Woman Wants to Kick a Friend Out of Her Life: “Didn’t Tell Me About the Boys Who Bully My Son”

“Bullying is a form of aggressive behavior in which someone intentionally and repeatedly causes another person injury or discomfort. Bullying can take the form of physical contact, words, or more subtle actions. The bullied individual typically has trouble defending him or herself and does nothing to ’cause’ the bullying,” according to the American Psychological Association.

APA further shared the following information regarding students who are targets of bullying:

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  • Victims are often “members of historically marginalized groups, such as racial and ethnic minorities, the LGBTQ community, and children with different abilities.”
  • Victims can become less involved in school, which may impact their academic performance and relationship with other people. They may even inflict harm on themselves.
  • Victims may adopt self-protection behaviors, like defending themselves against the bully and avoiding normal activities during break time. In the case of cyberbullying, they may take revenge by resorting to the same means.
  • Cyberbullying issues threats with notifications, making the victims feel that they are close by.
  • Teachers and professionals in the school must support victims of bullying.
  • Victims must be motivated to report bullying to people they trust.
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You can empathize with this mother and her pain after discovering that her young child was being bullied at school. And yet, something else happened that made her heartache more excruciating.

This is this mom’s story, as told on Mumsnet under the username MrTiddlesTheCat: “My DS is 6 and has autism. He can talk but mostly doesn’t. He goes to mainstream school. A few weeks ago, another parent approached me in the carpark and told me that she had had to intervene when passing through the playground earlier, as a group of much older boys were intimidating my DS. She said he looked absolutely terrified, and she thought I should know.”

OP talked with her son and learned the truth after a lot of coaxing. For months, a group of big boys have been bullying him by name-calling, pushing, and kicking. OP felt so furious at the kids who were maltreating and abusing her son. She was also angry with the school for missing it all. And she did feel angry with herself for not noticing what was happening earlier.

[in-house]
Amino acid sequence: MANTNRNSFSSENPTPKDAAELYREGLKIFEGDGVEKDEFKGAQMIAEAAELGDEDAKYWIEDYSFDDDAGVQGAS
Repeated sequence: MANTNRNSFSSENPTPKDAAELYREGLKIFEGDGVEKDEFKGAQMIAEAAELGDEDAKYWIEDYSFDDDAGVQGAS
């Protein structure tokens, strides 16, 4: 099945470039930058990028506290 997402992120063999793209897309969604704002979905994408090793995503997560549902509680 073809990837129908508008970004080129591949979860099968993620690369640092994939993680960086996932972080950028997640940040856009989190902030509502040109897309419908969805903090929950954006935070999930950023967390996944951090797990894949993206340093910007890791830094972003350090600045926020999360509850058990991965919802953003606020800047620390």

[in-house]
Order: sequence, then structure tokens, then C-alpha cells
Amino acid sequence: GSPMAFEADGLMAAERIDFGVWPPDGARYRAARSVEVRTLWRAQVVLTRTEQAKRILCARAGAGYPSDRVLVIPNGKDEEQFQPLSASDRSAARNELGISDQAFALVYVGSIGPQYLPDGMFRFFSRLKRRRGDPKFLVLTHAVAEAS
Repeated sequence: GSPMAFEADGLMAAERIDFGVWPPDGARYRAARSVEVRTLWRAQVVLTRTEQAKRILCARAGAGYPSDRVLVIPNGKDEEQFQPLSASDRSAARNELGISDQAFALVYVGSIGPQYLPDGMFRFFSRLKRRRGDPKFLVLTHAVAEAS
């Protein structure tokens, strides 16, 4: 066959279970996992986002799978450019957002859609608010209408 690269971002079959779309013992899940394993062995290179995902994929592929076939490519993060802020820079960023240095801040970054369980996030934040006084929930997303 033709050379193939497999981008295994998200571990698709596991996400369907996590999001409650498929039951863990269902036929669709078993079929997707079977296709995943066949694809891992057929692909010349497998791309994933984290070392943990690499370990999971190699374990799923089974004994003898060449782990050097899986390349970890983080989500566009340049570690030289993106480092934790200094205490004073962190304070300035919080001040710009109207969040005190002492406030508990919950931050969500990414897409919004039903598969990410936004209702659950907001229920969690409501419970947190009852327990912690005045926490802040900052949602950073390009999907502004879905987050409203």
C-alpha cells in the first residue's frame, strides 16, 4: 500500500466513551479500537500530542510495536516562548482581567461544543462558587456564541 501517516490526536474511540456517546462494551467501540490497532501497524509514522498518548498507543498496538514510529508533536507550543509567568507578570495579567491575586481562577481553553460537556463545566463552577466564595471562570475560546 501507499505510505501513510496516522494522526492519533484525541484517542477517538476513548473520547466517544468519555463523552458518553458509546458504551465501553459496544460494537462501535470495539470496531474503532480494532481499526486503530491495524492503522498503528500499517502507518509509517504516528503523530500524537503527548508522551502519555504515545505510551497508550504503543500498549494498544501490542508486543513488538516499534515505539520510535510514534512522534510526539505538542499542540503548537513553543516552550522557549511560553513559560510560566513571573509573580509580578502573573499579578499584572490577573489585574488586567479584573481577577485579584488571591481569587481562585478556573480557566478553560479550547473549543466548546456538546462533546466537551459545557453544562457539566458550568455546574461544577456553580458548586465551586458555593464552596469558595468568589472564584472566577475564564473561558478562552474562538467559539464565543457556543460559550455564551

Photo: Pexels/Mikhail Nilov

But things felt even worse as OP wrote, “I met up with a friend yesterday who I haven’t seen for a while, and I told her about DS and how awful it had all been. And she bloody well already knew. I was so stunned that it didn’t really register what she was saying until I got home. Her DS is in the same class as these big boys and had been telling her all along what was happening to my little boy. But she never said anything.”

OP didn’t know if it was misplaced anger, but she felt betrayed by her long-time friend. She has known all along about her DS getting bullied, but she never said a word or did anything about it.

Now, OP wants to know if she is being unreasonable for thinking that this woman is not a real friend?

Here are comments that are worth pondering about after quite a number of people wrote that her long-time friend may have presumed that she already knew about the situation prior to their conversation:

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From turnthetoiletpaperroundproperly, “I would feel so let down by your friend. Even if she thought you knew, she has offered you no support. I understand you must feel very upset and hurt; it would take me some considerable time to get over this. The only mitigating thing I could see if I looked hard enough is that this isn’t your friends fault; the initial problem is from the bullying. However, I would take it badly, with her lack of support, I wouldn’t be able to feel anything but let down. I hope you get your son sorted out soon and he can be happy and content at school. I would take a breather from friend and just focus on your son, the rest will either sort itself out with friend or not. Awful situation for you and your family to deal with.”

From Roussette: “She’s no friend. The first thing I would do if my son told me about ones in his class doing this to your son… would be to ring you up and say… is XXXX ok? I’ve heard that he is being picked on. Is there anything I can do, how can I help you or him?”

From BellePeppa: “I don’t agree with posters on here giving your friend a pass by assuming she thought you knew! I’d be telling my friend immediately when I found out, and I’d be furious and upset for my friend’s child. She’s let you down big time in my opinion.”

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